Friday, January 31, 2014

These Essays: The Paschal Imagination

What if there were a kind of empathy that did not presume estrangement, as Augustine's does? And what if there were more than one direction of empathy possible when we read Scripture? What if the Bible were not only something that we understood, but rather a revelation that sought profoundly to understand us, and that asked us to imagine together with it

As the hermeneutical scholar Sandra M. Schneiders surveys the New Testament, she finds that Scripture has its own imagination, particularly in the four gospels and the Pauline epistles. For her, empathy does not depend solely on the imagination of the lover of God who reads the Scripture, but requires also the imagination of the Scriptures to produce a Christ which people can understand, empathize with, and even participate in.

Schneiders’ literary analysis, owing much to the work of Paul Ricoeur, shows that Scripture seeks to convey a paschal imagination, the symbolic world occasioned by the proclamation of the historical Jesus. Paschal imagination is neither the reconstruction of memory nor they construction of fantasy.

Paschal imagination is, rather, our capacity to form whole images of Jesus Christ. It is dynamic rather than static, interpretive rather than immediate, formative rather than finalized, and loaded with affect rather than abstract. The paschal imagination is both historical and transhistorical, unified in a tensive, or complexly contradictory, image that transcends either category.

Are we to feel what Jesus felt? We might, perhaps, but the New Testament itself gives no language to this effect. Rather, the paschal imagination, the particular empathy, that the New Testament makes possible is that we see the world as Jesus saw it; we share in Christ’s reality. We participate in Christ’s atonement, which Biblical scholar Anthony Thiselton has named as the second-most prevalent theme of the New Testament, behind only the crucifixion itself.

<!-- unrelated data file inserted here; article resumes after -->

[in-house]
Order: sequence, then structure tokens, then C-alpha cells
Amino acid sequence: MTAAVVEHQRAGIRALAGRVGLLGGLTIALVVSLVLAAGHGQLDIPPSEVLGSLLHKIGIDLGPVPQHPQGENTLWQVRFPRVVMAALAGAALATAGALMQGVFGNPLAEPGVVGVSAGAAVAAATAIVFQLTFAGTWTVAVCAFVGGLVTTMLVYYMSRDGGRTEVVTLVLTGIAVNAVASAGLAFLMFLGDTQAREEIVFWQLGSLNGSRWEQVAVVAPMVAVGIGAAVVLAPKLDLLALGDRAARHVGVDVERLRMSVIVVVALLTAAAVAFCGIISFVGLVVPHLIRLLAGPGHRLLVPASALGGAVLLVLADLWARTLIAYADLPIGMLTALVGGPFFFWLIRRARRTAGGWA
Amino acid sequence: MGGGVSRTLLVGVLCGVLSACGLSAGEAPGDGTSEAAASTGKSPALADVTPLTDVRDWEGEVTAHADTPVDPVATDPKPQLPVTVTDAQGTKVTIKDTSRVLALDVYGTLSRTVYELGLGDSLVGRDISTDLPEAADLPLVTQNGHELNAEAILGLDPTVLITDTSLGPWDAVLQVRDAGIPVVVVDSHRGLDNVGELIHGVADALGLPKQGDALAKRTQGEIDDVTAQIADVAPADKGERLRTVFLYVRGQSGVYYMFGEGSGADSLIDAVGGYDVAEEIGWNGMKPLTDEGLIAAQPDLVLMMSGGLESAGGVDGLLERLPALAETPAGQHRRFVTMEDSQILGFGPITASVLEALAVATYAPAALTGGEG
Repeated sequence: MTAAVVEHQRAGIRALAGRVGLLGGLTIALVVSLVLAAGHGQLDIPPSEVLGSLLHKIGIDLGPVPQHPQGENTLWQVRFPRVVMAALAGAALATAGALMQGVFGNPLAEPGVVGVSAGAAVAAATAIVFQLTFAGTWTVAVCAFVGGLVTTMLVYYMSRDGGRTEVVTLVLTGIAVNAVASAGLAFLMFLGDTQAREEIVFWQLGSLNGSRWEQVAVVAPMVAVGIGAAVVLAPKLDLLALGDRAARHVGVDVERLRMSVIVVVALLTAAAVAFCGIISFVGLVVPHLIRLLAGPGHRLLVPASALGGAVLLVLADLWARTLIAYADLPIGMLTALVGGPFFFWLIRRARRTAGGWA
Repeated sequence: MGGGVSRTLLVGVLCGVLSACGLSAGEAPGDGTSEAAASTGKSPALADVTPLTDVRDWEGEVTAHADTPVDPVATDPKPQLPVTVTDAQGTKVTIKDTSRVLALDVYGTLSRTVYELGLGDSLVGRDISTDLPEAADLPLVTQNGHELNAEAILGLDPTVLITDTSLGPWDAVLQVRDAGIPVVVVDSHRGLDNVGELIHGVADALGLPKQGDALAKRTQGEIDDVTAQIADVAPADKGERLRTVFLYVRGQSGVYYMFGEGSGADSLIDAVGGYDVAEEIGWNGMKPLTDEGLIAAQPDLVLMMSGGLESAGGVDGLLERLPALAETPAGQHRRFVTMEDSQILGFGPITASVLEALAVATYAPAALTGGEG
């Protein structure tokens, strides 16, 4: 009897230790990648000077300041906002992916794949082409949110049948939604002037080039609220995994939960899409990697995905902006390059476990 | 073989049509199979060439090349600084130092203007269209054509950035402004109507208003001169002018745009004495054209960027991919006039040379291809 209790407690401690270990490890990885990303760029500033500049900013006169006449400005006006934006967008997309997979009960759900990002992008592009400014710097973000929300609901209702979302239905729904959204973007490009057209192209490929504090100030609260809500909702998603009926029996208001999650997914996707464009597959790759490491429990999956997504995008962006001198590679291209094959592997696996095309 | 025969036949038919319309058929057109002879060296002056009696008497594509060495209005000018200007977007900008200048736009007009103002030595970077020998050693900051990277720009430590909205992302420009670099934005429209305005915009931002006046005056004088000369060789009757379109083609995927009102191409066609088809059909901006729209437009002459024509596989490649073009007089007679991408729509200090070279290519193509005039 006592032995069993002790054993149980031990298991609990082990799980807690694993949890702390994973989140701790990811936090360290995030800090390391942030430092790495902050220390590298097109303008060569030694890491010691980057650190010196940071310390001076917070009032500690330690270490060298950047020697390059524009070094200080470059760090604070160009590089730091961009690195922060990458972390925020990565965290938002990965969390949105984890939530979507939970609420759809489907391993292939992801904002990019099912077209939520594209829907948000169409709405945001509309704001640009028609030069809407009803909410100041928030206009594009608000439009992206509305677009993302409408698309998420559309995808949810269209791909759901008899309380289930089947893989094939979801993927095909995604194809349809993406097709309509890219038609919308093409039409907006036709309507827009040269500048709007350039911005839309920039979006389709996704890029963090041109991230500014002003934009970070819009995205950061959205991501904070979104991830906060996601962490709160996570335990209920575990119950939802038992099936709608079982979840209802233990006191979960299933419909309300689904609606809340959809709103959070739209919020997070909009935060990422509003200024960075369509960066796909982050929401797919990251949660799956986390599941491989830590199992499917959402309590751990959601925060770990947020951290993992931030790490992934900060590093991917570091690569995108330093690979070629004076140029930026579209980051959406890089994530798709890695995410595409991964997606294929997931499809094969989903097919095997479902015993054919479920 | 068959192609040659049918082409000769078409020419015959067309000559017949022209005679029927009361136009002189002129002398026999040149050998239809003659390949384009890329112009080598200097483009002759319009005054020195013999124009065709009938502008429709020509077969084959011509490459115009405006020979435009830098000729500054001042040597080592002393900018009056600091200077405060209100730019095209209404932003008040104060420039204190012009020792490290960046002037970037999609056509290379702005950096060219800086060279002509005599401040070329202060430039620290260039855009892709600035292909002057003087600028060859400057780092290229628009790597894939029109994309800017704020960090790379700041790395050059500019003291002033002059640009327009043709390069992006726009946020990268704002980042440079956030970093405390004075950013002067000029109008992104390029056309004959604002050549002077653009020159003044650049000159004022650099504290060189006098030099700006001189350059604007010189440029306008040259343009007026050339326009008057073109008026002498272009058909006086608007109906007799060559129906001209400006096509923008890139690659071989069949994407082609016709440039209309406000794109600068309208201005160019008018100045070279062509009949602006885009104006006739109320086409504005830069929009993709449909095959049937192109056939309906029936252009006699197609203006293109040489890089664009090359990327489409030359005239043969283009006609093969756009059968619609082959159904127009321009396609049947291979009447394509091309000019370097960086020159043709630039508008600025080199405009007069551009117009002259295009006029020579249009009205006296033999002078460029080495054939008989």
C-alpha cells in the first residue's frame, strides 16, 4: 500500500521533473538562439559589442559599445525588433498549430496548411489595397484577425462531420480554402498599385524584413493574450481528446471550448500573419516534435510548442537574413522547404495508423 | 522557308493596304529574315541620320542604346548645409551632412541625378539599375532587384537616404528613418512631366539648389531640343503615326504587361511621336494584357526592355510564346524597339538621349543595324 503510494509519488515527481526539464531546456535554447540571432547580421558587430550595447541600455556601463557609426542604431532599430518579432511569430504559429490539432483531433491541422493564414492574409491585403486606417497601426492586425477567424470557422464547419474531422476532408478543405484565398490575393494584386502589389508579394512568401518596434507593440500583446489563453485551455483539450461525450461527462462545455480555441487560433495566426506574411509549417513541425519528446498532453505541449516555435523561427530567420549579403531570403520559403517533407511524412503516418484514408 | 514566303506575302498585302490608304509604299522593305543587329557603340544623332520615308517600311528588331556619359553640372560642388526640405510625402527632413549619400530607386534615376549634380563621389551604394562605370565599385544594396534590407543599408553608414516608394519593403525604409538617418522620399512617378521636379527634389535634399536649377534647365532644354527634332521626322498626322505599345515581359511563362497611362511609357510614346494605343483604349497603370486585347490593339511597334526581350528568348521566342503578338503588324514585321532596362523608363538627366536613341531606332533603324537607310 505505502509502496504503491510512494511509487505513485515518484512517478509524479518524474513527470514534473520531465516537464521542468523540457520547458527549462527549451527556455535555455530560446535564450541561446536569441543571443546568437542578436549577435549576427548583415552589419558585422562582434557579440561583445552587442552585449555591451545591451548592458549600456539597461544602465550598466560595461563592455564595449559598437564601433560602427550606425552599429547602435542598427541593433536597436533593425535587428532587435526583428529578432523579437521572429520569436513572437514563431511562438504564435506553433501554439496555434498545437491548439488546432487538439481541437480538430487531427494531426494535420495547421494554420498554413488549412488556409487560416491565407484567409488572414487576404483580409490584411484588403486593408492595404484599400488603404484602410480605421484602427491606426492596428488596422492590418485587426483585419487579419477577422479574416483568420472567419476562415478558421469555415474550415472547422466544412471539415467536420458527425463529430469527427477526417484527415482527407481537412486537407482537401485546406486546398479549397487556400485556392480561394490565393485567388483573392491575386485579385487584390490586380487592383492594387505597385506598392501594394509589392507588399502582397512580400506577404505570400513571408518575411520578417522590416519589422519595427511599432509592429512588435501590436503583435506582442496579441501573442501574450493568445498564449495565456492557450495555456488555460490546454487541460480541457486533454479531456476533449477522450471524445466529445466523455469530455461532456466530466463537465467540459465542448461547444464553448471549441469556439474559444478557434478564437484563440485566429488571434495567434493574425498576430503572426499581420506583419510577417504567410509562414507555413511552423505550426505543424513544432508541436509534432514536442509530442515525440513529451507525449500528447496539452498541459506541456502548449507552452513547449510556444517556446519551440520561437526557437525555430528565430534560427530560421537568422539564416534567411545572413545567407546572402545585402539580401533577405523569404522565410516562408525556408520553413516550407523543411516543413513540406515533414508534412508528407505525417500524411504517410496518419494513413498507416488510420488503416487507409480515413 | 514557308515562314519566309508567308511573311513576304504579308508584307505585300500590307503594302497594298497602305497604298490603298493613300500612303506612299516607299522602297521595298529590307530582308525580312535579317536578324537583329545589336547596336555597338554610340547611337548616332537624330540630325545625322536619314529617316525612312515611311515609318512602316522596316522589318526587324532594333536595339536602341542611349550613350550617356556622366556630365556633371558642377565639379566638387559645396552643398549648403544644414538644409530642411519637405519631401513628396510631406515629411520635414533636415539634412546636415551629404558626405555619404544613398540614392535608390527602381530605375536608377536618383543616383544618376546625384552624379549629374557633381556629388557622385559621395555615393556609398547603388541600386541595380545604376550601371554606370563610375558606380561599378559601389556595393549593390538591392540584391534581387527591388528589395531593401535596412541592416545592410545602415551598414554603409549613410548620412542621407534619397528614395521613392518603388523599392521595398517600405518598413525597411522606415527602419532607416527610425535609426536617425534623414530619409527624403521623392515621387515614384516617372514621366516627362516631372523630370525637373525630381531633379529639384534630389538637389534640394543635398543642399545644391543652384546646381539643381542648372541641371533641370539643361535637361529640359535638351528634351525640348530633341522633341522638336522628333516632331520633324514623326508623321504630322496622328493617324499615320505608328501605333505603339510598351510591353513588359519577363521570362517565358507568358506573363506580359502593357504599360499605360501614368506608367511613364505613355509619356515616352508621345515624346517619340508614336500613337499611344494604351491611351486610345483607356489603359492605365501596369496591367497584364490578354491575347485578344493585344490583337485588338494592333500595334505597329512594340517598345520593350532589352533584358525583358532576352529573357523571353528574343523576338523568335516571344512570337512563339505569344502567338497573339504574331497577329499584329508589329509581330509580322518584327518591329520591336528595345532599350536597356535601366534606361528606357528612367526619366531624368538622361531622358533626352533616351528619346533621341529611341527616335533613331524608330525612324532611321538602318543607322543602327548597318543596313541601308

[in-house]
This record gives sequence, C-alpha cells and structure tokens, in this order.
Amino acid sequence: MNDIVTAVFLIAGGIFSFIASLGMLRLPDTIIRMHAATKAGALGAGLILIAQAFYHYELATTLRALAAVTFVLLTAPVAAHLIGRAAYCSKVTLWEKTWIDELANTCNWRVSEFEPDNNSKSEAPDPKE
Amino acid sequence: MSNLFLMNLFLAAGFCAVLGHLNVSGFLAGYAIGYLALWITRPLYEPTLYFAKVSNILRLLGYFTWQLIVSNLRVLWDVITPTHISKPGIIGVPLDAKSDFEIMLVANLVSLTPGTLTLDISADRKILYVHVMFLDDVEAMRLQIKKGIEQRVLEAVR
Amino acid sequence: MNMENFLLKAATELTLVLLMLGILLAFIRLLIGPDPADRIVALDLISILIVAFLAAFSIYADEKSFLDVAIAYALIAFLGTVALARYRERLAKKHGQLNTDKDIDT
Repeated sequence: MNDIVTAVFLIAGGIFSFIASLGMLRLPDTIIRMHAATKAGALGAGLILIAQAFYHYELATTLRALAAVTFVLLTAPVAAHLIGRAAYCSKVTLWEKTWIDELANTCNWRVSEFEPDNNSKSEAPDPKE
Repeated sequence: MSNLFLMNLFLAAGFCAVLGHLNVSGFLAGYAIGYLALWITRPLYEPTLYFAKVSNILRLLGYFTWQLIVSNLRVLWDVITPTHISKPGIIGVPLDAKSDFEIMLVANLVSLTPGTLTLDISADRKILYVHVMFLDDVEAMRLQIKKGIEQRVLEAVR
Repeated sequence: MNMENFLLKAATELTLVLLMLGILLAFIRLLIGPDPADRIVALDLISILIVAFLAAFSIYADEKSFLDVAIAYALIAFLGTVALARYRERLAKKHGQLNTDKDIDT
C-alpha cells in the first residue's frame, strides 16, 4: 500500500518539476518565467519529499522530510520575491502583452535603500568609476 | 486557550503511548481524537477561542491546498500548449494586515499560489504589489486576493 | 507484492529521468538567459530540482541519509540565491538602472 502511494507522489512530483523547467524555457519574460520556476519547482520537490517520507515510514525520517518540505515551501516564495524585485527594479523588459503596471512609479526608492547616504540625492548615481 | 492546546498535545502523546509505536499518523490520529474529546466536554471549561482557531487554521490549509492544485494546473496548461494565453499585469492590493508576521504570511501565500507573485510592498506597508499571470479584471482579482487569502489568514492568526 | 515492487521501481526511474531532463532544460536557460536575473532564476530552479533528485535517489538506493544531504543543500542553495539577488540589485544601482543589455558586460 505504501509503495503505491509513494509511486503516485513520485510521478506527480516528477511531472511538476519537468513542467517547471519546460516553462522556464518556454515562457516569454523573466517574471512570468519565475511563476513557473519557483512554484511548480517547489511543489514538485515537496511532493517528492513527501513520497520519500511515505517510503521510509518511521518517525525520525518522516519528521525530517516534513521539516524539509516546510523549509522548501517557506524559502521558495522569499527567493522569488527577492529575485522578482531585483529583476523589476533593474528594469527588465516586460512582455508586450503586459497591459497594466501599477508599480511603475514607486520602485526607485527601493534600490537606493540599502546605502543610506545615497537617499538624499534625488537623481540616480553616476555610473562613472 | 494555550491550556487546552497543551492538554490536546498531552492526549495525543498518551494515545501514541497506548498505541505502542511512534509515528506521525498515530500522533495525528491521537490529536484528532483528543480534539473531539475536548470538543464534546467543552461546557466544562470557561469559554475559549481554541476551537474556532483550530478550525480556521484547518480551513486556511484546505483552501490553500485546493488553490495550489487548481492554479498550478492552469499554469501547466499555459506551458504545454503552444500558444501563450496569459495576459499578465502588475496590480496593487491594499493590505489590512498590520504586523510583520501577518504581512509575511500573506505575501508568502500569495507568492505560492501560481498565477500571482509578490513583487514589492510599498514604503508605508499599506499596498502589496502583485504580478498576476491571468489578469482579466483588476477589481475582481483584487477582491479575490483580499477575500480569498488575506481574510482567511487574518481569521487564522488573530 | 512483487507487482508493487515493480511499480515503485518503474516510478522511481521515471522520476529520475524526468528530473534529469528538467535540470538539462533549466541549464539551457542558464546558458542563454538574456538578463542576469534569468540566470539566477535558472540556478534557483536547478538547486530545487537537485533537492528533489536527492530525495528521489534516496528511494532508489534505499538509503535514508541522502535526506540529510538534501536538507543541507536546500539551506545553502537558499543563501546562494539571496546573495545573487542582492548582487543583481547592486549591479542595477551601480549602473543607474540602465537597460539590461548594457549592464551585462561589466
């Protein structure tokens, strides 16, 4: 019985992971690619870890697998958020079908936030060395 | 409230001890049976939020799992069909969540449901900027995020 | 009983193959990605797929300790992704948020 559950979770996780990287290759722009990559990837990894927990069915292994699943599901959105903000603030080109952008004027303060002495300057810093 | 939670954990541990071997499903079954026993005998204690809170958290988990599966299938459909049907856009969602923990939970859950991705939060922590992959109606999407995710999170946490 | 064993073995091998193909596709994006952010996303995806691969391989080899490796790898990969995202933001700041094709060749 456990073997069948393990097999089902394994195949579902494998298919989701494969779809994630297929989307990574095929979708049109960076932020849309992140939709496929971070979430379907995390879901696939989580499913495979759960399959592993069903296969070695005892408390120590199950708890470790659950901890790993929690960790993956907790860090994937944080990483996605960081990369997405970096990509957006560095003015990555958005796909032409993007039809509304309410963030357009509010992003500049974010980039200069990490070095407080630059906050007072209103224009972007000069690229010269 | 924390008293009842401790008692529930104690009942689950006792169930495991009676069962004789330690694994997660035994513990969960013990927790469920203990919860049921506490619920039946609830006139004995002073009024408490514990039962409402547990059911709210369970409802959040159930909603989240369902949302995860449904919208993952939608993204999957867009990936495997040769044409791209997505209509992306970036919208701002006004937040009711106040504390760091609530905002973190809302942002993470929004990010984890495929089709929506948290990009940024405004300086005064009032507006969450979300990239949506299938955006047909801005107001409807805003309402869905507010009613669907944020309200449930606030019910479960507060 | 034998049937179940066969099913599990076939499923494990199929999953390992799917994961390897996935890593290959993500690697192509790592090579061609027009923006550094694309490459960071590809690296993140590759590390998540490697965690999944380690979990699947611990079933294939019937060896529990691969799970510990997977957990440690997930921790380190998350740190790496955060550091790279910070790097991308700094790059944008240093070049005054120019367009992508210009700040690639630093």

The symbolic nature of the reality of Christ expressed in Scripture encourages precisely that participation in Christ through language. Empathetic, imaginative invocation is the nature of the encounter between the reader and the New Testament.

We may say all this somewhat differently, as Schneiders herself has done. One may read, she says, for either information or for transformation, “to be intellectually enlightened or to be personally converted.” The reality she recognizes, of course, is that these two undertakings, particularly in the case of the New Testament, seem inextricably related.

One may read the New Testament purely for information, though one may rightly question such an approach to a document so openly intended to persuade of spiritual reality. Yet one may not read the New Testament or, one supposes, any Scripture, with the sole intent of being transformed regardless of its content. Such an approach borders on the nonsensical: what, if we ignore the cognitive content of a text, have we been transformed into?

The imagination of Scripture is constructive, Schneiders notes, but it is not constructive from nothing. Yes, Scripture contains historical moments that either did or did not happen and which are subject to interrogation, but one must ask the question what those moments are in the Scriptures for.

This does parallel our Augustinian understanding of first and second-tier criteria established so much earlier: yes, we may understand Scripture, but what is that understanding for? But the question on the table now is how the authority of our texts expressed informationally in understanding works with the empathy of Scripture expressed transformationally in empathy to produce imaginative participation. 

What, in other words, is the form of Scripture for?

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